Monitor the patient’s vital signs and urine output carefully. Start appropriate fluid and pressor therapy for the rare hemolytic or anaphylactic reactions. Intravenous corticosteroids may be considered to prevent worsening of acute reactions due to hemolysis or anaphylaxis. Heparin may have a role in managing acute DIC. Critical care, renal, hematology and blood bank physicians should be consulted as appropriate for advice on management of severe cases.
Refer to the Transfusion Reaction Form obtained from the Nursing Station. Send the completed form with the following to the Blood Bank immediately:
- One 10 mL labeled pink top tubes of patient's blood for repeat ABO-Rh testing, direct antiglobulin test, and to visually check for hemolysis.
- The clamped blood container with any unused blood and attached administration set for retesting of ABO-Rh typing, inspection for hemolysis and culture, if indicated.
Other tests such as haptoglobin and urine for hemosiderin should only be obtained if the clinical situation warrants them (red cell reaction) and there is difficulty in establishing the diagnosis. (Remember that haptoglobin is an acute phase reactant and will be elevated in stressed patients.)
Document the findings on the patient’s chart.
For possible red cell reactions and/or anaphylactic reactions, monitor vital signs and urine output frequently for at least 24 hours.
The diagnosis of suspected extravascular (delayed) hemolytic reaction is made by suspecting the possibility, repeating hematocrits for up to 3 weeks post transfusion, checking bilirubin levels, and submitting new specimens to the Blood Bank to check the direct antiglobulin test (direct Coombs) and to attempt antibody identification.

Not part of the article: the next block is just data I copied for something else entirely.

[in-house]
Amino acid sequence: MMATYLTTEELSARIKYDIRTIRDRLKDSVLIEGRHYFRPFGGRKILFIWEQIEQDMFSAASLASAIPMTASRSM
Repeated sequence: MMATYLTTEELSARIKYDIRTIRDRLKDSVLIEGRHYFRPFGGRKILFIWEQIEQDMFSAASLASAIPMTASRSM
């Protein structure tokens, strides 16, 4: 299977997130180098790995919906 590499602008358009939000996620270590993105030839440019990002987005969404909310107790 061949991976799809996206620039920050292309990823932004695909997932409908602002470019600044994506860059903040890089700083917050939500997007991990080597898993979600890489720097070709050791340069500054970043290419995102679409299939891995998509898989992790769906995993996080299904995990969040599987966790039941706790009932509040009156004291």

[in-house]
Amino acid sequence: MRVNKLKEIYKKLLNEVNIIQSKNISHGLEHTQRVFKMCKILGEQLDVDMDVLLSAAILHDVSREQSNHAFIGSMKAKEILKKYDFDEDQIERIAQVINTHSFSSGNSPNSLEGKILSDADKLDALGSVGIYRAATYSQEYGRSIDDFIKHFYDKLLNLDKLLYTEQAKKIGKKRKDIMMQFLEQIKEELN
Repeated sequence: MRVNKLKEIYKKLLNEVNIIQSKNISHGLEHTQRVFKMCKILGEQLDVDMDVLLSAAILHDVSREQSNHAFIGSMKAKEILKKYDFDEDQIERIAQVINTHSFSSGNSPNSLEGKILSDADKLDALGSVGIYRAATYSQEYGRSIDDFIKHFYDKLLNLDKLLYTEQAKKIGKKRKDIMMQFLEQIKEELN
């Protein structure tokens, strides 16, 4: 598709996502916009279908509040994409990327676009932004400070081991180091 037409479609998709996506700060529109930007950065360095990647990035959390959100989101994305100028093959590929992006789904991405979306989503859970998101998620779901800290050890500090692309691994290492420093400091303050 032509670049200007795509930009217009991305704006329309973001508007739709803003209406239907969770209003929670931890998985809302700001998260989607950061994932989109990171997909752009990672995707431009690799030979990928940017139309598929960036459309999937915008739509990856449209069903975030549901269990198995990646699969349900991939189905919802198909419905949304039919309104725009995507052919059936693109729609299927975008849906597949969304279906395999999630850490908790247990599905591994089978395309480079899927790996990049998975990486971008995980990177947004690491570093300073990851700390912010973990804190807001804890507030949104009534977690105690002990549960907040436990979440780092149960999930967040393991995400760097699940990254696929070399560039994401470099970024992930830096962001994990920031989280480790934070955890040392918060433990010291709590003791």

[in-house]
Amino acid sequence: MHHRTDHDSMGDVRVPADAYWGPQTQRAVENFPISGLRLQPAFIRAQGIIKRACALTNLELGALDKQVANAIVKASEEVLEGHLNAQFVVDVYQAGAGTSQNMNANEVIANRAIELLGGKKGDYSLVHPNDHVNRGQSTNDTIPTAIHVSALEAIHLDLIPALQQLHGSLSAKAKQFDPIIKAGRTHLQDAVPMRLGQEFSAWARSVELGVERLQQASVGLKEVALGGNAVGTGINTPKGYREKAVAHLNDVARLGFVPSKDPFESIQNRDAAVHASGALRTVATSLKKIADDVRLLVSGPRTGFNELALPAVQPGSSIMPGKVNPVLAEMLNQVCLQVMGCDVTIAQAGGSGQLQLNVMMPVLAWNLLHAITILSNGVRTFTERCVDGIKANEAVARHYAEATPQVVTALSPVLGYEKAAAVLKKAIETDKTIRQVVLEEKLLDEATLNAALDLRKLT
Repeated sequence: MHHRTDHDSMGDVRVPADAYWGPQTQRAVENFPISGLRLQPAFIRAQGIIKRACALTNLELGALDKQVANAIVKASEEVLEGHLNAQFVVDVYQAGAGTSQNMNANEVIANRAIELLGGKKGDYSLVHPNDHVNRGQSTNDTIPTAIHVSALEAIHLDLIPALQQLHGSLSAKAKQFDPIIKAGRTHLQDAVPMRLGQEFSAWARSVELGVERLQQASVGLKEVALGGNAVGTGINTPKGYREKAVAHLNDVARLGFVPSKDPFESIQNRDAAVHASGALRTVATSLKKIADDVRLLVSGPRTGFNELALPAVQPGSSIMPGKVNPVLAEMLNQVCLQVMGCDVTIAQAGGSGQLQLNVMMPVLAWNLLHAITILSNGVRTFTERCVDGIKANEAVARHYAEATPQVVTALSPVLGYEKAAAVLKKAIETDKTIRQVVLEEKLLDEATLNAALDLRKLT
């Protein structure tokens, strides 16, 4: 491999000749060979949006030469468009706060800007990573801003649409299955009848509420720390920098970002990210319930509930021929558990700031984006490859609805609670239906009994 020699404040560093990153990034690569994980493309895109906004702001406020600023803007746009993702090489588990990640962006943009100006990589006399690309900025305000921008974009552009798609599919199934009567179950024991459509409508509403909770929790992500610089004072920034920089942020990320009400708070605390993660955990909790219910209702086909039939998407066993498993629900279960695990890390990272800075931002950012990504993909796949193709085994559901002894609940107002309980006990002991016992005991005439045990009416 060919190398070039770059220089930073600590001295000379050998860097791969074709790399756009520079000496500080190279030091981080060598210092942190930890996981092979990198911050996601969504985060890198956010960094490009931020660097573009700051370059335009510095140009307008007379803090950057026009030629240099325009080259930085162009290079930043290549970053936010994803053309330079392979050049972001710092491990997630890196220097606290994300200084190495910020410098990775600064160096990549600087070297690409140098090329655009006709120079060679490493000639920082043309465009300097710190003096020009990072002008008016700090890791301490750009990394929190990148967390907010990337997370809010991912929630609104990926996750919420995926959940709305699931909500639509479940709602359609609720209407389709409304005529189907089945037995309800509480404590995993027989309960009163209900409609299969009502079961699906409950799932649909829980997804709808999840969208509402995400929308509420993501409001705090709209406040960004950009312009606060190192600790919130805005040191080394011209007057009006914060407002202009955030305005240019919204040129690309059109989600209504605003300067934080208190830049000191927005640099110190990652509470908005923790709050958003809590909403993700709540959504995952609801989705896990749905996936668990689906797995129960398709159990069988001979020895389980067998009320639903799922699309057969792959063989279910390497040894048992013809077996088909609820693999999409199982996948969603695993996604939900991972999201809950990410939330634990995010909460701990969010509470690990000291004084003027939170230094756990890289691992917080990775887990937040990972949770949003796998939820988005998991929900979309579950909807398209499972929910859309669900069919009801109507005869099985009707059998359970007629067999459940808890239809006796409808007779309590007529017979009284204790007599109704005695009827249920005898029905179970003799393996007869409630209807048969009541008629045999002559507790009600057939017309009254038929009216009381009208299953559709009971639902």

The Blood Bank Resident and Attending will review the case and prepare a report for the electronic medical record (LCR).
Blood donations may be made at Blood Centers of the Pacific, 270 Masonic Avenue, San Francisco, CA. For appointments, call: (415) 567–6400.
Note: Autologous units with positive infectious disease markers, i.e., Hepatitis B Surface Antigen (HBsAg), anti- HIV antibody, anti-HCV, HIV, HBV DNA or RNA, HCV DNA or RNA, anti-HTLV, West Nile Virus, or Chagas Disease are not acceptable for transfusion at SFGH. The only exceptions are units positive for Hepatitis B Core antibody or Syphilis screening. If the infectious status of a patient is not clear, it is advisable to have him/her tested for these markers prior to autologous donation.
Obtain Blood Centers of the Pacific’s Special Donations requisition form from the SFGH Blood Bank.
Fill in the form. INCLUDE THE PATIENT'S MEDICAL RECORD NO. (MRN) ON THE FORM.
Prescribe 325 mg FeSO4 to be taken orally 3 times a day between meals.
Start autologous donations at least a month pre-op if possible, to allow for red cell regeneration.
Most patients can donate one unit per week.